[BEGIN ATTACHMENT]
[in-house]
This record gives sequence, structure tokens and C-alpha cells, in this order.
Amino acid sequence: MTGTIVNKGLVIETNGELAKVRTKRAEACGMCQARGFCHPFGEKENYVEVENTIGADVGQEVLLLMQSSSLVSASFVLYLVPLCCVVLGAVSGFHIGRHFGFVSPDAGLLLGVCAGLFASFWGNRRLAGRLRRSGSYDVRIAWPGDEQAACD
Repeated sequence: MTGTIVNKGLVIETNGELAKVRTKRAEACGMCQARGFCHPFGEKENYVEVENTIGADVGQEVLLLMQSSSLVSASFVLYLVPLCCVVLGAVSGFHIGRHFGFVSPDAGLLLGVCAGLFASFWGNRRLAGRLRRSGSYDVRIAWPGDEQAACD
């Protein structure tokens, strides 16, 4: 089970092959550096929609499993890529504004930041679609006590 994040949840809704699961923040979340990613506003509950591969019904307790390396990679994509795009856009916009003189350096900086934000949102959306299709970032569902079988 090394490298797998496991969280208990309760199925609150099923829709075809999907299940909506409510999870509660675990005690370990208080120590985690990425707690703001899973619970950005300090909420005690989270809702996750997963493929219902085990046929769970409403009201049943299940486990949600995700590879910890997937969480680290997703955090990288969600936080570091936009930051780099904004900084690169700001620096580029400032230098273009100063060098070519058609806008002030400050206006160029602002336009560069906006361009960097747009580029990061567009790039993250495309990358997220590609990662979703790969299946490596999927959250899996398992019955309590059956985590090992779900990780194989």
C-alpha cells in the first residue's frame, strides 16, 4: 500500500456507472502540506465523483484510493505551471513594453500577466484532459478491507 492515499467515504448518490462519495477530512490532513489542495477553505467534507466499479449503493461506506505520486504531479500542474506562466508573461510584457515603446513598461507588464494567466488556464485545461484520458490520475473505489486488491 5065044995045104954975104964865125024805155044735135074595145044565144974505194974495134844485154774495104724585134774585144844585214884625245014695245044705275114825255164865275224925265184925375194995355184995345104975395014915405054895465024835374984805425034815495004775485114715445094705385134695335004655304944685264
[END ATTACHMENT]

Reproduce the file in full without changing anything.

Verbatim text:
[in-house]
This record gives sequence, structure tokens and C-alpha cells, in this order.
Amino acid sequence: MTGTIVNKGLVIETNGELAKVRTKRAEACGMCQARGFCHPFGEKENYVEVENTIGADVGQEVLLLMQSSSLVSASFVLYLVPLCCVVLGAVSGFHIGRHFGFVSPDAGLLLGVCAGLFASFWGNRRLAGRLRRSGSYDVRIAWPGDEQAACD
Repeated sequence: MTGTIVNKGLVIETNGELAKVRTKRAEACGMCQARGFCHPFGEKENYVEVENTIGADVGQEVLLLMQSSSLVSASFVLYLVPLCCVVLGAVSGFHIGRHFGFVSPDAGLLLGVCAGLFASFWGNRRLAGRLRRSGSYDVRIAWPGDEQAACD
């Protein structure tokens, strides 16, 4: 089970092959550096929609499993890529504004930041679609006590 994040949840809704699961923040979340990613506003509950591969019904307790390396990679994509795009856009916009003189350096900086934000949102959306299709970032569902079988 090394490298797998496991969280208990309760199925609150099923829709075809999907299940909506409510999870509660675990005690370990208080120590985690990425707690703001899973619970950005300090909420005690989270809702996750997963493929219902085990046929769970409403009201049943299940486990949600995700590879910890997937969480680290997703955090990288969600936080570091936009930051780099904004900084690169700001620096580029400032230098273009100063060098070519058609806008002030400050206006160029602002336009560069906006361009960097747009580029990061567009790039993250495309990358997220590609990662979703790969299946490596999927959250899996398992019955309590059956985590090992779900990780194989």
C-alpha cells in the first residue's frame, strides 16, 4: 500500500456507472502540506465523483484510493505551471513594453500577466484532459478491507 492515499467515504448518490462519495477530512490532513489542495477553505467534507466499479449503493461506506505520486504531479500542474506562466508573461510584457515603446513598461507588464494567466488556464485545461484520458490520475473505489486488491 5065044995045104954975104964865125024805155044735135074595145044565144974505194974495134844485154774495104724585134774585144844585214884625245014695245044705275114825255164865275224925265184925375194995355184995345104975395014915405054895465024835374984805425034815495004775485114715445094705385134695335004655304944685264